This weekend will be the 10th and final installment of Noise for the Needy, a music festival and nonprofit organization that has been raising money for charitable causes for the last decade. NFTN has hosted hundreds of bands and raised thousands of dollars since its first Seattle show in November 2004. The last installment of Noise for the Needy will be a great way to end Seattle’s summer music festival season and enjoy the last bits of sunshine! Read about why and how NFTN lasted so long.
Prior to the Seattle launch of NFTN in 2004, the festival already existed in California. Dave Green, who had a great interest in social work, created the festival while working at a local radio station and manned the soundboard at live shows. He brought together the local artists to help raise money for Mary’s Kitchen, a struggling soup kitchen run by Mary McAnena. That was 1992.
Dave’s brother, Rich Green, lived in Seattle at the time and they both realized that although what Dave had in California was great, the music community in the Northwest was completely different, and the culture up here was actually a better fit for bringing music and social causes together. So, NFTN was moved to Seattle, WA and Richard became the director.
It’s hard to say what makes the Northwest music community magical but the culture brings people together in powerful ways and continues to keep giving.
Within the last year alone NFTN has helped collectively raise over sixty thousand dollars for the Vera Project, Ballard Food Bank, and Urban Rest Stop. For the last two years the festival has occupied venues in the Ballard neighborhood but prior, it was city-wide. Richard said some of the highlights for him were: Talib Kweli headlined the Showbox Market in 2008 and local acts Grayskul, Gabriel Teodros, and Common Market opened up the show benefiting Urban Rest Stop that year. “It was great to see our local artists sharing the stage with the national acts. There was so much energy and appreciation for everyone,” said Richard.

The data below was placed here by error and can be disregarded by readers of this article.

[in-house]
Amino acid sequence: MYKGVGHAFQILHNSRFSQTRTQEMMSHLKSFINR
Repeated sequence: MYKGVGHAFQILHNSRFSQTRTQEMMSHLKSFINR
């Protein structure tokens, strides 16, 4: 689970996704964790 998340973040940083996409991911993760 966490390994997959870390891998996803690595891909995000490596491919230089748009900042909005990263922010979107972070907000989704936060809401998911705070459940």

Austin’s Black Angels also performed that year at Neumos. The previous year Okkervil River played, benefiting the Rise ‘N Shine organization, and afterwards went out to get hot dogs at Shorty’s with the NFTN crew. “That was fun,” Richard laughs.
NFTN didn’t always take place in the city’s high-profile venues. Like all events, they had to get people excited about what they were doing and build their following. They started small and this year they want to end big. NFTN may have just reached its peak these past few years and Richard said he wants to end the festival’s running with amazing memories.
If Seattle’s trend of passionate musicians continues, there wont’ be a shortage of music events for the city to enjoy long after NFTN is gone.
“It’s rare to see so many people in one place so extremely passionate about music and active about pursuing music as a career. Musicians here always seem to figure out how to stay in it,” said Richard, who hinted he and members of the NFTN have plans to begin a new music-oriented fundraising projects. What they will involve? No details were given so we’ll just have to wait and see.
For everyone involved with NFTN, it’s sad that this will be their last festival, says Richard, but he’s even more happy and excited for what gets him pumped year after year — the shows.
Friday Sept 12th
Black Nite Crash
9pm. $20, 21+
Hand Of The Hills
8pm, ALL AGES, Free
Sat Sept 13th
Ivan and Alyosha
Horde and The Harem
Sebastian and The Deep Blue
9pm. $10 21+
8pm. ALL AGES, Free
For a complete schedule visit the Noise For The Needy website.